A Means, Not An End

The writer at the Individualist has responded to my response. It is a lengthy post, but I want to focus on his final point, because it really gets to the heart of the disagreement between us (bold emphasis added).

You don’t want libertarianism. Not really. It is no more than a vehicle for you; a means to a conservative end. You don’t cherish liberty. Not really. It is no more than a means to a conservative end. Not an end in itself. Not a value in itself. Would be that the state gave you exactly the conservative society you clamor for, you would worship the state.

Come out of the closet already.

That is a rather strange accusation to make. Of course libertarianism is a means to an end to me, as it should be for anyone. It is a political philosophy concerned with the appropriate use of force, not a religion. Being free for the sake of being free is an incredibly nihilistic way of looking at meaning and purpose in life.

Liberty is the highest political end, but it is not the highest end.

This is precisely what Gerard Casey explained in his book Libertarian Anarchy (bold emphasis added)

It is important to realize that libertarianism is not, nor is it intended to be, a complete moral theory. Much confusion will be prevented and many possible objections can be summarily deflected if this point is appreciated.

A society built solely on libertarian principles would be just but there can be few libertarians who would see the libertarian principle as the end of a complete human life and not just as the minimal preconditions for such a life.

This view of the philosophy was also shared by Murray Rothbard (bold emphasis added):

The fact is that libertarianism is not and does not pretend to be a complete moral or aesthetic theory; it is only a political theory, that is, the important subset of moral theory that deals with the proper role of violence in social life.

It should not be surprising, therefore, that there are libertarians who are indeed hedonists and devotees of alternative lifestyles, and that there are also libertarians who are firm adherents of “bourgeois” conventional or religious morality. There are libertarian libertines and there are libertarians who cleave firmly to the disciplines of natural or religious law. There are other libertarians who have no moral theory at all apart from the imperative of non-violation of rights. That is because libertarianism per se has no general or personal moral theory.

Libertarianism does not offer a way of life; it offers liberty, so that each person is free to adopt and act upon his own values and moral principles. Libertarians agree with Lord Acton that “liberty is the highest political end” — not necessarily the highest end on everyone’s personal scale of values.

As I said before, libertarians don’t have to champion anything outside of the NAP to be a libertarian, nor do they have to like anything valued by other libertarians. In fact, they can hate and despise beliefs held by other libertarians to their heart’s content, so much so they don’t want to even associate with them.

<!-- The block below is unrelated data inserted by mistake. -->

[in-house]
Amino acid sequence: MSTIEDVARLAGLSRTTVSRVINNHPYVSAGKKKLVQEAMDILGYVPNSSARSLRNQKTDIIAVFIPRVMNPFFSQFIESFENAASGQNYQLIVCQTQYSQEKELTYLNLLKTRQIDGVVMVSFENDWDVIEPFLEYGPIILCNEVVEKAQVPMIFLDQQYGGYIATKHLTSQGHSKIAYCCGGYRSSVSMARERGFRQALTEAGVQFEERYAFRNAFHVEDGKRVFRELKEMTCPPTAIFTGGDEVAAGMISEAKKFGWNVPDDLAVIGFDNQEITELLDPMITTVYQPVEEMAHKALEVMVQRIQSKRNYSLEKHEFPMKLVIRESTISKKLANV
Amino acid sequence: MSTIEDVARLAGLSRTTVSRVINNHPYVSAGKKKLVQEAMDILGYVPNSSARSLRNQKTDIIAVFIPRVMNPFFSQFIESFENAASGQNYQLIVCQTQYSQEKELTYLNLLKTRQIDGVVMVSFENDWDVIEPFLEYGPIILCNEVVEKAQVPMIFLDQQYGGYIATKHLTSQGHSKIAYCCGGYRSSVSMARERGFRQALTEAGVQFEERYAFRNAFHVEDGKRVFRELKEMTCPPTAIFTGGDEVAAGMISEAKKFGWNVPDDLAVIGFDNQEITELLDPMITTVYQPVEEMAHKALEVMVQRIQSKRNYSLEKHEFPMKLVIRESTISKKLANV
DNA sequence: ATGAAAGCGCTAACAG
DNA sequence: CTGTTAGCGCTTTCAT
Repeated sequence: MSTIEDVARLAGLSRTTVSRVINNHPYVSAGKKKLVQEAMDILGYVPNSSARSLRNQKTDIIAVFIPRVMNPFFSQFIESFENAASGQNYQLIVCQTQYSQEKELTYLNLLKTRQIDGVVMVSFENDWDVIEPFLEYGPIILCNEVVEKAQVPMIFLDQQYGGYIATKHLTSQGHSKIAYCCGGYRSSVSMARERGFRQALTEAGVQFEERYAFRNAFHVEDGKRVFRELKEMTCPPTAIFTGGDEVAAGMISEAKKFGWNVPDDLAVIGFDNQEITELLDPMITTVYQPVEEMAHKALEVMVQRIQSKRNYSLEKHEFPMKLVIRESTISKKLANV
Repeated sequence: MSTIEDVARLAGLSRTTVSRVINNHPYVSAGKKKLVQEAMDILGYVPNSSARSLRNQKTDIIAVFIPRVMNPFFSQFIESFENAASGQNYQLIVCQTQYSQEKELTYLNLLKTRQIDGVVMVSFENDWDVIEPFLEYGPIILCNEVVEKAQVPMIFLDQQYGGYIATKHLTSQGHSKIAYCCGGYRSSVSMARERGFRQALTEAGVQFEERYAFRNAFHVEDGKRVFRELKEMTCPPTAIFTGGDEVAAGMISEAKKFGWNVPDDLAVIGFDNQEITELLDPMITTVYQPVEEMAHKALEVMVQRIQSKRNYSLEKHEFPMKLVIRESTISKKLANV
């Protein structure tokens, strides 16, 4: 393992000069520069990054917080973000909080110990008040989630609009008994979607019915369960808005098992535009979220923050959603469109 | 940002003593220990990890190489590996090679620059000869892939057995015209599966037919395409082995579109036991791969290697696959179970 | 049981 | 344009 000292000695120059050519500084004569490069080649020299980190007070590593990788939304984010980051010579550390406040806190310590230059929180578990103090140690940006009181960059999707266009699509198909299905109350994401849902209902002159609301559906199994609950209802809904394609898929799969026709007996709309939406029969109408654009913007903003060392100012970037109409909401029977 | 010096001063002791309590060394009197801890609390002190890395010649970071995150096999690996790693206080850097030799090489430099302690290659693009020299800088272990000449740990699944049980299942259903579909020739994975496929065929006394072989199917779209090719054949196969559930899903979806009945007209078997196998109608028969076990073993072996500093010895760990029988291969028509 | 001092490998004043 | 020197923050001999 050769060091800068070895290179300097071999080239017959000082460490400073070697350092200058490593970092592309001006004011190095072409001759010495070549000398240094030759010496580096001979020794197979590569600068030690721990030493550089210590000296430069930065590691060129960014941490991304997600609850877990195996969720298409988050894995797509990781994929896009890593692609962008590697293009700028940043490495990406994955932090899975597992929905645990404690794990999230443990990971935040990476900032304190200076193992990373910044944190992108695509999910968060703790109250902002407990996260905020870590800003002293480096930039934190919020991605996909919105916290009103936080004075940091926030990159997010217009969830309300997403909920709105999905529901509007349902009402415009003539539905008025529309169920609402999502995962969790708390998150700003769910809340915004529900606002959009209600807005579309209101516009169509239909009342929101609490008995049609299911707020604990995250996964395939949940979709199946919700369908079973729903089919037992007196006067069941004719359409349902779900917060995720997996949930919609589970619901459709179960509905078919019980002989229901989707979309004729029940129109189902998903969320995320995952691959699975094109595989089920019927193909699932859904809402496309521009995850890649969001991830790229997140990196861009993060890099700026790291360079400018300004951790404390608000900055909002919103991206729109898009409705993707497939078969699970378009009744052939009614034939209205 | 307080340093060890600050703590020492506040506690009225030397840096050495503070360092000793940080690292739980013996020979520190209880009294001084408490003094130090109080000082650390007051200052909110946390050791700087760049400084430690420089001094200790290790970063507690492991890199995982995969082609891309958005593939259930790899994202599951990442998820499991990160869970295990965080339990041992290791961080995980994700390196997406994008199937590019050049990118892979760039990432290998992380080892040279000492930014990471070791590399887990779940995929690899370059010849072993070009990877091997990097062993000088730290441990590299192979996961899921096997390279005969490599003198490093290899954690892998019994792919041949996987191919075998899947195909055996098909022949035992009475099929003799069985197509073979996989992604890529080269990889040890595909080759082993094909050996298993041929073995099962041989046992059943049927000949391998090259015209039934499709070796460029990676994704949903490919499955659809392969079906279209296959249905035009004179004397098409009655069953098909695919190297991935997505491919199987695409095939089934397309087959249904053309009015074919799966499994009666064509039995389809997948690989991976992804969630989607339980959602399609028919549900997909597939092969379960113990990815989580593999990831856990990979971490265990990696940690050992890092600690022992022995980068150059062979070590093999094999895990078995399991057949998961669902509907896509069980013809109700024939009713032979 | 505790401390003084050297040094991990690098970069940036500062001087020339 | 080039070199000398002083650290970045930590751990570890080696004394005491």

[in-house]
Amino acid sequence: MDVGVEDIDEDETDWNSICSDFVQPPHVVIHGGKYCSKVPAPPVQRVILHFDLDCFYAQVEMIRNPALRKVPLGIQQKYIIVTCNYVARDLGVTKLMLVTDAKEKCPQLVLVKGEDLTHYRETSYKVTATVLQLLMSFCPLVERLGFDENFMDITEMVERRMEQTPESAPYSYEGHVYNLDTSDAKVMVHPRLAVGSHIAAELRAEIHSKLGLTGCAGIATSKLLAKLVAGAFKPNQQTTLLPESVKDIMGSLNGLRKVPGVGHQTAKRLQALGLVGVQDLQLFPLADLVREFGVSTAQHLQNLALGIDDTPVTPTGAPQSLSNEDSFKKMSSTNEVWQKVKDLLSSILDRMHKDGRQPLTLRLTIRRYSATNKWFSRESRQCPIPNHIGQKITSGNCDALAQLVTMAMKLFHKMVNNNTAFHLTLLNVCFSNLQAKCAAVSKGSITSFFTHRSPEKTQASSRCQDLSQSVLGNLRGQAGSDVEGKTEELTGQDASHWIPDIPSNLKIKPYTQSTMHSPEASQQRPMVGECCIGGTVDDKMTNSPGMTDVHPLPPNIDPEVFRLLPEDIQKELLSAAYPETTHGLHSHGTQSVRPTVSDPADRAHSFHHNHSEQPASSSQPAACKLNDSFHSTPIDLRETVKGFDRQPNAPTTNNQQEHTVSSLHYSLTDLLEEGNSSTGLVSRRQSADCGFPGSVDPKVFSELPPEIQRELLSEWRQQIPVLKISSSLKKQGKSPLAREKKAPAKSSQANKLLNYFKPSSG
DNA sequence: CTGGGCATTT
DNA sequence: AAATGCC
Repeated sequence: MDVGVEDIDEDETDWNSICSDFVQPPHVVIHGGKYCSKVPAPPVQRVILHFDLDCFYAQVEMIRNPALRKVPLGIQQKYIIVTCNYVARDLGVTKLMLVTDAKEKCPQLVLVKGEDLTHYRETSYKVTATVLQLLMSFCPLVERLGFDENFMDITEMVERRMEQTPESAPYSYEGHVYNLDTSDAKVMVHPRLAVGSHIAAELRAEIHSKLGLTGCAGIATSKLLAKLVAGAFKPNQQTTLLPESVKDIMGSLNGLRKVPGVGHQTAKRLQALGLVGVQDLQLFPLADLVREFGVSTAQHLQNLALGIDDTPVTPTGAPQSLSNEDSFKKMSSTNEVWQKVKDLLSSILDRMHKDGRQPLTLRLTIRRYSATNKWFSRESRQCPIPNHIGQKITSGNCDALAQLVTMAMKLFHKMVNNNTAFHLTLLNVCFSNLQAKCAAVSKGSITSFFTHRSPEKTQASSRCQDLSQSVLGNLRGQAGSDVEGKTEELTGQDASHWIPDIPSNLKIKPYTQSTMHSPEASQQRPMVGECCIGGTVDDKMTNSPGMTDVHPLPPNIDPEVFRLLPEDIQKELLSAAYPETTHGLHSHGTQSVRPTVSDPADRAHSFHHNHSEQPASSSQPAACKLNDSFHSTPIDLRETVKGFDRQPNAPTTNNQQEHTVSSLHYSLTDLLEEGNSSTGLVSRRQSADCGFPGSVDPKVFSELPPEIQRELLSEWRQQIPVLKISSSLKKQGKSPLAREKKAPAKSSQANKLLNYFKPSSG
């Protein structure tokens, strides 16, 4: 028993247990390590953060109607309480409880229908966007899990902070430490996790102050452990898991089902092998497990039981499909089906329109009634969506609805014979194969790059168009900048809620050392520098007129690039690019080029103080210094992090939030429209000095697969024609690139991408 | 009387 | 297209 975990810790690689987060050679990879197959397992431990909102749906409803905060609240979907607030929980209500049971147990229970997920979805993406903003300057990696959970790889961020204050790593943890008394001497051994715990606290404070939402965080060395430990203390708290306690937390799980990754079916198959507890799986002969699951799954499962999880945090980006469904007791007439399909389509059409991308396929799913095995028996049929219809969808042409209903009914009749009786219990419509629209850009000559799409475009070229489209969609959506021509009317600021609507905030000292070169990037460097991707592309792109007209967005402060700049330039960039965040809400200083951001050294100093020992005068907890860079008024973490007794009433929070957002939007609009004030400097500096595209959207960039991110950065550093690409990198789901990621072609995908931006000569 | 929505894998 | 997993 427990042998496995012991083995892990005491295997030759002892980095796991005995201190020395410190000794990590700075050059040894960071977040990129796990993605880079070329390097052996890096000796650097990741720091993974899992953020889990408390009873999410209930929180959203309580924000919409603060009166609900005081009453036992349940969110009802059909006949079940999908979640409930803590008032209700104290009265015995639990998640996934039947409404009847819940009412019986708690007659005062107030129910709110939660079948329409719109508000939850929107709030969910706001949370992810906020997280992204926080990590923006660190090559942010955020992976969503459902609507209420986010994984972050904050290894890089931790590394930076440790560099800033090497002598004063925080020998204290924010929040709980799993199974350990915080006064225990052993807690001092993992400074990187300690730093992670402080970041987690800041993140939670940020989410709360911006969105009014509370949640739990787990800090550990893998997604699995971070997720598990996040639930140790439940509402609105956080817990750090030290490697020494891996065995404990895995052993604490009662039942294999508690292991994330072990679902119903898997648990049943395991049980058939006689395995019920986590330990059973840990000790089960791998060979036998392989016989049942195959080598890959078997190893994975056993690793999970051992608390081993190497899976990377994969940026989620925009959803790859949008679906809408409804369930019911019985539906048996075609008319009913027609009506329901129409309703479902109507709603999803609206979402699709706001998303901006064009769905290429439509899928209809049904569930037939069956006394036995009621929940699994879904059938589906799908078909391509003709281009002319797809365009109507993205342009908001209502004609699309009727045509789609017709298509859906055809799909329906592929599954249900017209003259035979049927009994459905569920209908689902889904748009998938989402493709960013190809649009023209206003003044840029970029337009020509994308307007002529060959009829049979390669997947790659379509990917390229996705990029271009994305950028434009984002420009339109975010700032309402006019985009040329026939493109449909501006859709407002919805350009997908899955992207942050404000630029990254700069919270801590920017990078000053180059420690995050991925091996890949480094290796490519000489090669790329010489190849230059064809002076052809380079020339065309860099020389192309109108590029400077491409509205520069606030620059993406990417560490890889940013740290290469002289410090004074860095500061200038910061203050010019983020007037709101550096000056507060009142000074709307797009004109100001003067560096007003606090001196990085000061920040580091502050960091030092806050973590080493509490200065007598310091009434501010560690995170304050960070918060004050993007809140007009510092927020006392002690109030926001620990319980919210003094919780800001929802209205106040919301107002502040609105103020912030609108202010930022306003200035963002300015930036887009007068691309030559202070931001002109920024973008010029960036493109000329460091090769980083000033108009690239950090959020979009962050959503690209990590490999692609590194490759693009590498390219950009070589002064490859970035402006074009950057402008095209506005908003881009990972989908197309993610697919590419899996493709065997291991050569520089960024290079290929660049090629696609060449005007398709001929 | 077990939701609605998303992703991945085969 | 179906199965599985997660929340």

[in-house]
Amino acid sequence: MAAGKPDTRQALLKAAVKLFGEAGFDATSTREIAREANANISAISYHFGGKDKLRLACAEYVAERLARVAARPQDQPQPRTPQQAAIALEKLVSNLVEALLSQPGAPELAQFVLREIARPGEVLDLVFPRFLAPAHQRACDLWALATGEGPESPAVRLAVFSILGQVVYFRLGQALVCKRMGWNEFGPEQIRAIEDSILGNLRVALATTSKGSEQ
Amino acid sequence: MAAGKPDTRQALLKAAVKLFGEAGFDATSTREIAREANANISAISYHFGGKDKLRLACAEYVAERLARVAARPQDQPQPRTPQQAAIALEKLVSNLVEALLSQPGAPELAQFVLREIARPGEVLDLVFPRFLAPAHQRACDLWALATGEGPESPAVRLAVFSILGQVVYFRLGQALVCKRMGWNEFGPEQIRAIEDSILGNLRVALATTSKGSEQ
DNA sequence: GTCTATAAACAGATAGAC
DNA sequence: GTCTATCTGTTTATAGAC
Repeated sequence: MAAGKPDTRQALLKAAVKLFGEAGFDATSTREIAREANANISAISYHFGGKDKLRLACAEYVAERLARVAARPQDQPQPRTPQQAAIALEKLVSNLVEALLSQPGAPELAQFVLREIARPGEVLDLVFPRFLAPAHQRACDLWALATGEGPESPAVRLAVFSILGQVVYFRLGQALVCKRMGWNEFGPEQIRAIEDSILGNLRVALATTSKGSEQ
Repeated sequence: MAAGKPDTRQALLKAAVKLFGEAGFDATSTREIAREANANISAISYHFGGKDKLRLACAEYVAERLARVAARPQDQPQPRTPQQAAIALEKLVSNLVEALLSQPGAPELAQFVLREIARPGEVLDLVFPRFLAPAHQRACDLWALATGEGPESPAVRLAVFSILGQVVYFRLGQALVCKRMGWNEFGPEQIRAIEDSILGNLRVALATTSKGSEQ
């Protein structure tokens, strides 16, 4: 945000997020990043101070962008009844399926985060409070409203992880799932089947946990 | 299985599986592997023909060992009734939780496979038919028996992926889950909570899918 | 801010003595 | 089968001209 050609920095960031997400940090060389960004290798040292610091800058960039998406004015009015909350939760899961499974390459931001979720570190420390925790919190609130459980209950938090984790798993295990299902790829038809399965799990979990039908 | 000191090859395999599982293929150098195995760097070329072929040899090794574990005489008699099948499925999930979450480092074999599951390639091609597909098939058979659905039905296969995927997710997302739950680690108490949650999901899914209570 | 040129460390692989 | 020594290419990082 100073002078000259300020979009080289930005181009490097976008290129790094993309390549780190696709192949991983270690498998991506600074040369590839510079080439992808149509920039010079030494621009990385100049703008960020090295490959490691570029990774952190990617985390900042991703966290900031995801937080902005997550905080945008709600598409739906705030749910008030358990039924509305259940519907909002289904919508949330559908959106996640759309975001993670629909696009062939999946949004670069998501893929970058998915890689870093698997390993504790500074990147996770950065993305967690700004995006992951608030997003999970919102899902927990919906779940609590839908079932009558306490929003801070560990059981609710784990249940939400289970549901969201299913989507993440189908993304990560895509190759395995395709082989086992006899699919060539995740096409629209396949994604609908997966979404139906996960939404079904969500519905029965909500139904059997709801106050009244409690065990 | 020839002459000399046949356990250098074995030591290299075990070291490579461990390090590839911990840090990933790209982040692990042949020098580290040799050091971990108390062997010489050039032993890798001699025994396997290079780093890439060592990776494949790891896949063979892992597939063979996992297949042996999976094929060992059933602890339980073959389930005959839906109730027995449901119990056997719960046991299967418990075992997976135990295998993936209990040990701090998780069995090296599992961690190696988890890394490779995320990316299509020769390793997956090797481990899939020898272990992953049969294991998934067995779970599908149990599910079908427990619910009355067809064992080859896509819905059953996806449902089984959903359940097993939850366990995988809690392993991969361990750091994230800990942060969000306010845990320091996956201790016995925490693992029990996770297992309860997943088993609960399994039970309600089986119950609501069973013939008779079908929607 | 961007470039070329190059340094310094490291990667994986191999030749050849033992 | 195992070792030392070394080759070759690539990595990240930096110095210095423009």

But that isn’t the debate at hand. The question has to do with political relevancy and, more importantly, what type of society complements libertarianism the best.

Deist observed what should be self-evident – a libertarian society would theoretically “allow” any lifestyle, but practically speaking any society that adopted it would naturally curtail certain behaviors and encourage others – or die out. Those who hold these values will find the most appeal in libertarianism, because it offers the best means to the ends they want.

As Jude Blanchette writes (bold emphasis added)

F.A. Hayek stated that one of the gravest errors of contemporary juridical opinion was to assume that all “laws” arise out of legislation. In fact, proper legislation simply codified laws that were preexistent. Societal laws (be they customs, mores, dress codes, cultural conformity) are the private sector’s method of regulating behavior. They act as voluntary surrogates to state compulsion.

Libertarians like Mises got this—they understood that the voluntary society has a way of weeding out aberrant behavior.  Far from being the playground of licentiousness, the liberal commonwealth breeds an atmosphere in which tolerance and diversity are balanced with values and mores.

The idea that libertarianism should or will be equally as appealing to those who prefer a variety of vice-based lifestyles as much as conservative ones, or that a stateless society would value all lifestyles equally, is the result of thinking strictly within the theoretical realm.

So to return to the Individualist’s final point:

Would be that the state gave you exactly the conservative society you clamor for, you would worship the state.

Come out of the closet already.

Perhaps I best be rehearsing my Butters-style government prayer of exaltation in anticipation of that glorious day.

All joking aside, were a “conservative society” be implemented via the state tomorrow that today has rammed the Progressive agenda down our throats, I’d be as grateful to them as I am for the roads it currently “gives” me as part of its monopoly: They’re full of potholes, costly to maintain, inefficient use of my money, and poorly managed – but since they’re the only ones available and usable, I drive on them.